Every day I receive a resume that begins, front and center, with a paragraph fool (Sorry. Freudian slip) full of adjectives and self-praise. The individual is a “consummate professional.” They are “well-respected.” And, of course, they are “accomplished.” But nowhere in the paragraph do they actually enumerate any of their accomplishments. A candidate can claim to have worked on a multi-million dollar project, but it could have been a complete and total disaster – because of them! So it is a misleading statement. Being misleading on your resume, will paint you in a corner, when you are interviewing, from which you will never to able to escape. Don’t mislead! Don’t misrepresent! Don’t Mississippi! (I needed three “mis”es for the alliteration but could not think of a third one. Sorry.)

Problem is, and please remember this, there is not an employer in the world who cares what you think of yourself; they only care about what you can do for them. Take a few minutes and reread the part in italics a few times until it sinks in. Excuse me while I go get something to drink.

That was refreshing!

So now that we have eliminated the paragraph that your mother wrote for you, or you a paid a “professional” resume writer to write for you (and, yes, I have received resumes with exactly the same adjectives and in the exact same format, from different candidates, all of whom paid a fortune for that nonsense!), let’s get to the fun part: threatening and blackmailing.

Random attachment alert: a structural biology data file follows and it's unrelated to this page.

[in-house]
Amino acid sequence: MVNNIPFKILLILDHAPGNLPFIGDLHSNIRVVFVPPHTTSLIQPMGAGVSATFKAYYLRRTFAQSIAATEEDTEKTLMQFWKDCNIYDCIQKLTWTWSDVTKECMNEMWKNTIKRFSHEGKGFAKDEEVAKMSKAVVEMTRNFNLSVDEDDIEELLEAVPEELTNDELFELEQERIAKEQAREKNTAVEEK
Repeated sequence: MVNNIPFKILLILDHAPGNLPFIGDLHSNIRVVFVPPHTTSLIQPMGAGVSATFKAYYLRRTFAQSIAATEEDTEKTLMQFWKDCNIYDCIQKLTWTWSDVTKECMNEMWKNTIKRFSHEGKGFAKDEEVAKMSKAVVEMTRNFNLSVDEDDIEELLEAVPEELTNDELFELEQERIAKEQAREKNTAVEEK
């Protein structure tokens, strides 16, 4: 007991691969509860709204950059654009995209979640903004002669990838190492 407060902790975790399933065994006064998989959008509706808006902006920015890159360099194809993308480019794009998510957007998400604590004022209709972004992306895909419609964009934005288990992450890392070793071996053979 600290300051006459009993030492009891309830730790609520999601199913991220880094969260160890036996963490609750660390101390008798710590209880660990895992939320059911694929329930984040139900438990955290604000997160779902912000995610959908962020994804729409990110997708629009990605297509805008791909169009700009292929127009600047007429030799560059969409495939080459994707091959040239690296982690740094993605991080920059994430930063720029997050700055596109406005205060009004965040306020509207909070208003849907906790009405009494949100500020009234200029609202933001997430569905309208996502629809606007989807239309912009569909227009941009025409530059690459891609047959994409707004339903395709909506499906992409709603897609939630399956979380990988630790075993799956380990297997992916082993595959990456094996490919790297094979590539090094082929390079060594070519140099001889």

If you begin your resume with a bullet point list of your quantifiable, objective accomplishments, the employer (or their representative) will say, “I have to meet this person.” Remember, the purpose of a resume is to get an interview, not to get the job. So you need to be nice in the interview, not in the resume. In the resume, you have to brag and get to the point. You don’t have time to charm. The resume reader is tired. They will make mistakes. They will miss things. (Yes, me too!) So don’t make them work. As journalists say, “Don’t bury the lead.” Get to the point!

Front and center announce, without shame, what you have done for others. By so doing, you lower the employer’s level of concern. You appear to be someone who can do the job because you have shown that you have done it for others. And therein lies the subliminal blackmail and threat.

When the employer is finished reading your resume you want them to think, “If they don’t work for me, they’ll work for my competitor, and, unless they turn out to be a jerk, I don’t want that. So let’s bring them in QUICKLY!”

And there’s the blackmail. There’s the threat. If I don’t work for you, I’ll work for your competitor. Or, if you prefer,if I don’t work for you, I’ll work against you! Or, if you don’t hire me, your competitor will!

The only way to achieve that result is by focusing on objective, quantifiable accomplishments, not adjectives and self-praise.

Oh, and remember, be nice in the interview. No one hires someone with whom they would not want to spend eight hours a day.



Thursday, January 28, 2021 – Noon (EST)